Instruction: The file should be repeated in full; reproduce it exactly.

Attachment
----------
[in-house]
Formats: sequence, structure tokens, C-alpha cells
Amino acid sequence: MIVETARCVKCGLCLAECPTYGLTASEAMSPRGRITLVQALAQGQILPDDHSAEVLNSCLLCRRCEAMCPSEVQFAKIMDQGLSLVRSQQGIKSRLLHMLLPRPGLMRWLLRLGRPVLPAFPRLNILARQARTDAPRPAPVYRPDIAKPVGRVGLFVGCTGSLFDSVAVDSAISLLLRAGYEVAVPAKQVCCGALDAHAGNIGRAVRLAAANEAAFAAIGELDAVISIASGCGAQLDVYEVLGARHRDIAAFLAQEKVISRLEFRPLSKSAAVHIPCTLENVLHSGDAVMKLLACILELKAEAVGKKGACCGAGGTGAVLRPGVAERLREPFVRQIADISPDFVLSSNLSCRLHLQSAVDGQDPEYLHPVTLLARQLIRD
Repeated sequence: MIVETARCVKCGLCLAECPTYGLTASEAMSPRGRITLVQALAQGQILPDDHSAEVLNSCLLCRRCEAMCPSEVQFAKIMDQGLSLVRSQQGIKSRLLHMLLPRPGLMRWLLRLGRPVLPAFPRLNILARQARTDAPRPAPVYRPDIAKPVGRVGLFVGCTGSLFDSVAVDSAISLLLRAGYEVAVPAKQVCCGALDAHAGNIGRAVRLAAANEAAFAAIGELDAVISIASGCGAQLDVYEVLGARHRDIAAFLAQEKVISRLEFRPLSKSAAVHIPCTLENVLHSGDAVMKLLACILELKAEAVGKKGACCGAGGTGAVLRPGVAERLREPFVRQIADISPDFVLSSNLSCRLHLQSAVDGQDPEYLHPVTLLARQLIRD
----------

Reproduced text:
[in-house]
Formats: sequence, structure tokens, C-alpha cells
Amino acid sequence: MIVETARCVKCGLCLAECPTYGLTASEAMSPRGRITLVQALAQGQILPDDHSAEVLNSCLLCRRCEAMCPSEVQFAKIMDQGLSLVRSQQGIKSRLLHMLLPRPGLMRWLLRLGRPVLPAFPRLNILARQARTDAPRPAPVYRPDIAKPVGRVGLFVGCTGSLFDSVAVDSAISLLLRAGYEVAVPAKQVCCGALDAHAGNIGRAVRLAAANEAAFAAIGELDAVISIASGCGAQLDVYEVLGARHRDIAAFLAQEKVISRLEFRPLSKSAAVHIPCTLENVLHSGDAVMKLLACILELKAEAVGKKGACCGAGGTGAVLRPGVAERLREPFVRQIADISPDFVLSSNLSCRLHLQSAVDGQDPEYLHPVTLLARQLIRD
Repeated sequence: MIVETARCVKCGLCLAECPTYGLTASEAMSPRGRITLVQALAQGQILPDDHSAEVLNSCLLCRRCEAMCPSEVQFAKIMDQGLSLVRSQQGIKSRLLHMLLPRPGLMRWLLRLGRPVLPAFPRLNILARQARTDAPRPAPVYRPDIAKPVGRVGLFVGCTGSLFDSVAVDSAISLLLRAGYEVAVPAKQVCCGALDAHAGNIGRAVRLAAANEAAFAAIGELDAVISIASGCGAQLDVYEVLGARHRDIAAFLAQEKVISRLEFRPLSKSAAVHIPCTLENVLHSGDAVMKLLACILELKAEAVGKKGACCGAGGTGAVLRPGVAERLREPFVRQIADISPDFVLSSNLSCRLHLQSAVDGQDPEYLHPVTLLARQLIRD